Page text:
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Allergic to White Flour

author image Caitlynn Lowe
Caitlynn Lowe has been writing since 2006 and has been a contributing writer for Huntington University's "Mnemosyne" and "Huntingtonian." Her writing has also been in "Ictus" and "Struggle Creek: A Novel Story." Lowe earned her Bachelor of Arts degree in English from Huntington University.
Allergic to White Flour
You can be allergic to either uncooked flour or to cooked foods made with flour.

Having an allergy to white, all-purpose flour means having an allergy to wheat. Most wheat allergies develop during the infant or toddler years, but children generally outgrow wheat allergies between the ages of 3 and 5. Allergies to all-purpose flour and other wheat products rarely develop in adulthood. If you suspect that you or a family member has an allergy to all-purpose flour, contact your doctor for an official diagnosis.

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Wheat Flours

All-purpose flour is a type of wheat flour. According to Oklahoma State University's Division of Agricultural Sciences and Natural Resources, kernels of wheat consist of the bran, endosperm and germ. A miller makes whole wheat flour by grinding the entire wheat kernel but makes all-purpose flour by grinding the endosperm. Other types of wheat flours, as listed by the Wheat Foods Council, include standard bread flour, self-rising flour, cake flour, pastry flour, gluten flour, semolina and farina.

Wheat Allergy Overview

As explains, in individuals with a wheat allergy, the immune system mistakenly identifies a protein found in wheat as a threat and creates an antibody in response. Once the immune system develops this antibody, it has a reaction whenever you consume wheat. Most individuals with a wheat allergy develop symptoms within two hours of eating. Some people only experience exercise-induced symptoms that occur if they perform moderate to heavy exercise several hours after eating a wheat-based product. Others have "baker's asthma," an allergic reaction triggered by inhaling uncooked flour but not by consuming cooked wheat products. Celiac disease -- a sensitivity to the gluten protein found in wheat -- is not technically an allergy but still prevents individuals from consuming all-purpose and other wheat flours.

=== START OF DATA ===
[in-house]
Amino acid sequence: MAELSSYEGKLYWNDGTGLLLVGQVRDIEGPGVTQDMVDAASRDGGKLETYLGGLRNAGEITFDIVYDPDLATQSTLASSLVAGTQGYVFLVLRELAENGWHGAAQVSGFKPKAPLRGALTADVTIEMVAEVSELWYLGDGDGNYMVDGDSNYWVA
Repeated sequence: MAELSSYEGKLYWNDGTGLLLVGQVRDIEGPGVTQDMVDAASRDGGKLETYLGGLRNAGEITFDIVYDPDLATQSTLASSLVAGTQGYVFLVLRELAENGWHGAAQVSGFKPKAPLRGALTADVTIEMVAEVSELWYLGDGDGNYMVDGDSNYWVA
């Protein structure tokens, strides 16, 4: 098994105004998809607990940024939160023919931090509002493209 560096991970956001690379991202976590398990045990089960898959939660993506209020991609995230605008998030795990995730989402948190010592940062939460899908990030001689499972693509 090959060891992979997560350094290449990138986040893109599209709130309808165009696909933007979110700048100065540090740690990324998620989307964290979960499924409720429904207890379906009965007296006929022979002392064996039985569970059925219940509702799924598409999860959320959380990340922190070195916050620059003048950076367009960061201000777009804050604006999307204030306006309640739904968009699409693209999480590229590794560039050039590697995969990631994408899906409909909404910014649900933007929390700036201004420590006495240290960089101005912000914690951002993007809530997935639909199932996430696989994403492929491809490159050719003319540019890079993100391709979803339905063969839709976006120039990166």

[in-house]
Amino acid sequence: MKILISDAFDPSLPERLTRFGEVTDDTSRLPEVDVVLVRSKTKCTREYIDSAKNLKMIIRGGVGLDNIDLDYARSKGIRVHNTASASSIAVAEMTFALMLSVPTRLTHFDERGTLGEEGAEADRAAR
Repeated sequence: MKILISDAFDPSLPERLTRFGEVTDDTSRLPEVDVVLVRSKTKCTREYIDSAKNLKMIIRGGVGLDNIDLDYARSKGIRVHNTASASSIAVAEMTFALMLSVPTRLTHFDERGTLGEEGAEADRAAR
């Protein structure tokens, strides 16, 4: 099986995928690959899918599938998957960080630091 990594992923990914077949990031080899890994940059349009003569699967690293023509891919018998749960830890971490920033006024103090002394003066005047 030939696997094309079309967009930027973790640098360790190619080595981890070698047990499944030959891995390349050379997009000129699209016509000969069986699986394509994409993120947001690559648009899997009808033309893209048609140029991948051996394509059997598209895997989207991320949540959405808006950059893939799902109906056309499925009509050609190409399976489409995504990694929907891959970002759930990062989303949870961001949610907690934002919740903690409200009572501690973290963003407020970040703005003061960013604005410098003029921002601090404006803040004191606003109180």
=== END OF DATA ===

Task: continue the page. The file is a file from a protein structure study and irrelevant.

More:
The most common wheat allergy symptoms include irritation of the mouth, hives, abdominal pain, diarrhea, nausea, vomiting, nasal congestion and watery eyes. In severe cases, a wheat allergy may even trigger anaphylaxis, in which the patient experiences throat swelling, rapid pulse and severe difficulty breathing. Anaphylaxis is especially symptomatic of exercise-induced wheat allergy. Individuals with baker's asthma frequently experience hives and nasal symptoms. Celiac disease, on the other hand, primarily mimics the digestive symptoms associated with a true wheat allergy.

Flour Substitutes

If your doctor diagnoses you with a wheat allergy, avoid foods made with all-purpose flour or other wheat flours. Buy food labeled as "gluten free" or made using alternative flour types. For home baking purposes, switch to using an alternative non-wheat flour. According to the Lucile Packard Children's Hospital at Stanford, 1 cup of any wheat flour equals 1 cup rye flour or rye meal, 1 cup potato flour, 1-1/3 cup oat flour, 1/2 cup potato flour mixed with 1/2 cup rye flour or 5/8 cup rice flour mixed with 1/3 cup rye flour.

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